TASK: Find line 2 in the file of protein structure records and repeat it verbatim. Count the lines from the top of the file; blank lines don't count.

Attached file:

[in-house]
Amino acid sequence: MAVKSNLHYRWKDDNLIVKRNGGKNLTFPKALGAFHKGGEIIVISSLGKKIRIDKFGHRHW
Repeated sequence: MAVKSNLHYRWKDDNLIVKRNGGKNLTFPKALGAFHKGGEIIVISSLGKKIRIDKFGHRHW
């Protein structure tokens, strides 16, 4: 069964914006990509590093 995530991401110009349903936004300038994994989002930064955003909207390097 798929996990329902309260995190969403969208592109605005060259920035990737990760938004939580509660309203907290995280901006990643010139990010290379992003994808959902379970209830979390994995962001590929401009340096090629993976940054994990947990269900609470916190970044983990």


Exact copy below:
Amino acid sequence: MAVKSNLHYRWKDDNLIVKRNGGKNLTFPKALGAFHKGGEIIVISSLGKKIRIDKFGHRHW